A Positive Youth Development Approach to School Safety
Researchers developed a comprehensive model of school safety to describe the multiple pathways that contribute to school safety and positive youth development. This comprehensive model is designed to help practitioners and policymakers understand how the strategies they choose may be related to a larger context of school safety. We consider school safety to refer to the psychological and physical well-being of students and school staff that requires attention to precursors of violence across a spectrum. The spectrum includes primary prevention, early intervention, and recovery strategies, which we represent in the model below:
Our model includes four key components:
- Contextual Factors
- Environmental Factors & their associated strategies
- Equitable Response
The model begins with recognition of the underlying contextual factors necessary for the successful implementation of whatever approaches are taken in a particular district or school.
The contextual factors fall into two general areas: policy and capacity. Policy refers to both a clear and consistent vision, mission, and directives for school safety. This provides the rationale and support necessary for creating a community and school culture committed to what it takes for implementation. Capacity refers to the specific staffing and appropriate skills of the staff, funding, and other resources needed for sustained efforts.
These contextual factors then may drive the types of strategies used by schools to create safe environments that we define as social, attentive, or physical environmental approaches. The social-environmental approaches include programs designed to create supportive school climates (e.g., restorative justice, social-emotional learning). The attentive environment approaches include early detection programs that identify issues early before they grow into aggressive and violent acts (e.g., anonymous reporting systems, threat assessment, mental health first aid). Physical environmental approaches include deterrence measures (e.g., metal detectors, door locks, controlled entry). Furthermore, many of the school safety strategies that are implemented can influence multiple environments.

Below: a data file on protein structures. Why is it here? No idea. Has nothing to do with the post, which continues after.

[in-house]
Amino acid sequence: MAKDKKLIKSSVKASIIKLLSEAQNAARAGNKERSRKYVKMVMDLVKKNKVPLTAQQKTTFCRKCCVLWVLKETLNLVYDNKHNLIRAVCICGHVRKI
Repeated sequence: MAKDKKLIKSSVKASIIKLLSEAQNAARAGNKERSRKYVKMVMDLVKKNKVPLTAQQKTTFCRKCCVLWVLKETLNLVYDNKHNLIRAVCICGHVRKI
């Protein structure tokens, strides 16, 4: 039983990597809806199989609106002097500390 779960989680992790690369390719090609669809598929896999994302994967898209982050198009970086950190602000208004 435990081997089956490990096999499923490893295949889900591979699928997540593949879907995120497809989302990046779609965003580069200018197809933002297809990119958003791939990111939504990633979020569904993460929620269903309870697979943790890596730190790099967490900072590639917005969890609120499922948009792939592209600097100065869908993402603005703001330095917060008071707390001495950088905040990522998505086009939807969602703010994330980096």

The model also emphasizes that Equitable Responses in the implementation of approaches are vital to ensure that strategies for school safety should attend to disproportionate effects on different groups of students based on any number of characteristics (e.g., race, LGBTQ+, gender, disability). The issues of equity need to be considered and continually evaluated to prevent differential effects across different groups. If approaches are not implemented fairly, it undermines efforts to create safe school environments for all students.
Notably, our model suggests that while the goal of comprehensive school safety strategies is to address both the psychological and physical safety of students and staff, it is vital that whatever is implemented ultimately helps schools create environments where students can thrive and develop into healthy and productive adults. Taken together, the overall outcome is positive youth development, which strives to support and empower the emotional, physical, and mental well-being of all students.
Citation: National Center for School Safety (2023). A Positive Youth Development Approach to School Safety, Unpublished, University of Michigan.